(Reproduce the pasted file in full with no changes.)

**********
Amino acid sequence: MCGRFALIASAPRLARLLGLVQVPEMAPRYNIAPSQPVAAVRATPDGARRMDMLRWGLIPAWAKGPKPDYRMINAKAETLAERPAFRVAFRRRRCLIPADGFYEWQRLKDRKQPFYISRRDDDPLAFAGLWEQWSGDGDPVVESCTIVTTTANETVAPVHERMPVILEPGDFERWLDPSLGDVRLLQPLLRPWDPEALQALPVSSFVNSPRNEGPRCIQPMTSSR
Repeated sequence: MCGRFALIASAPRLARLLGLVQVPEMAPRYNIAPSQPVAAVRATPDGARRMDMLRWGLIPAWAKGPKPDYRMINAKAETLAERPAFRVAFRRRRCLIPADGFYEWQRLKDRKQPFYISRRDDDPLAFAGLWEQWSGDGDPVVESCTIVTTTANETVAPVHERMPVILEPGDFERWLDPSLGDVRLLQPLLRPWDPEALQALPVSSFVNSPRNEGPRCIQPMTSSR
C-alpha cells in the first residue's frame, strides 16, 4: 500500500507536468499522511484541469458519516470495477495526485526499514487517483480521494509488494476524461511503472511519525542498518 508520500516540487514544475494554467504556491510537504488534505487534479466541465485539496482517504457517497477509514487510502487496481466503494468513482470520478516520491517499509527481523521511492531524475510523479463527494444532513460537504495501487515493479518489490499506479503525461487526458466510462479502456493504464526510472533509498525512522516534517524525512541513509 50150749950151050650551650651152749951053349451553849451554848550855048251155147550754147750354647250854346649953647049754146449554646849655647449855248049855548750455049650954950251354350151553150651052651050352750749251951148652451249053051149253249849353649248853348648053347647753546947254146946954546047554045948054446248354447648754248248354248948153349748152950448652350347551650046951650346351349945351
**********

Amino acid sequence: MCGRFALIASAPRLARLLGLVQVPEMAPRYNIAPSQPVAAVRATPDGARRMDMLRWGLIPAWAKGPKPDYRMINAKAETLAERPAFRVAFRRRRCLIPADGFYEWQRLKDRKQPFYISRRDDDPLAFAGLWEQWSGDGDPVVESCTIVTTTANETVAPVHERMPVILEPGDFERWLDPSLGDVRLLQPLLRPWDPEALQALPVSSFVNSPRNEGPRCIQPMTSSR
Repeated sequence: MCGRFALIASAPRLARLLGLVQVPEMAPRYNIAPSQPVAAVRATPDGARRMDMLRWGLIPAWAKGPKPDYRMINAKAETLAERPAFRVAFRRRRCLIPADGFYEWQRLKDRKQPFYISRRDDDPLAFAGLWEQWSGDGDPVVESCTIVTTTANETVAPVHERMPVILEPGDFERWLDPSLGDVRLLQPLLRPWDPEALQALPVSSFVNSPRNEGPRCIQPMTSSR
C-alpha cells in the first residue's frame, strides 16, 4: 500500500507536468499522511484541469458519516470495477495526485526499514487517483480521494509488494476524461511503472511519525542498518 508520500516540487514544475494554467504556491510537504488534505487534479466541465485539496482517504457517497477509514487510502487496481466503494468513482470520478516520491517499509527481523521511492531524475510523479463527494444532513460537504495501487515493479518489490499506479503525461487526458466510462479502456493504464526510472533509498525512522516534517524525512541513509 50150749950151050650551650651152749951053349451553849451554848550855048251155147550754147750354647250854346649953647049754146449554646849655647449855248049855548750455049650954950251354350151553150651052651050352750749251951148652451249053051149253249849353649248853348648053347647753546947254146946954546047554045948054446248354447648754248248354248948153349748152950448652350347551650046951650346351349945351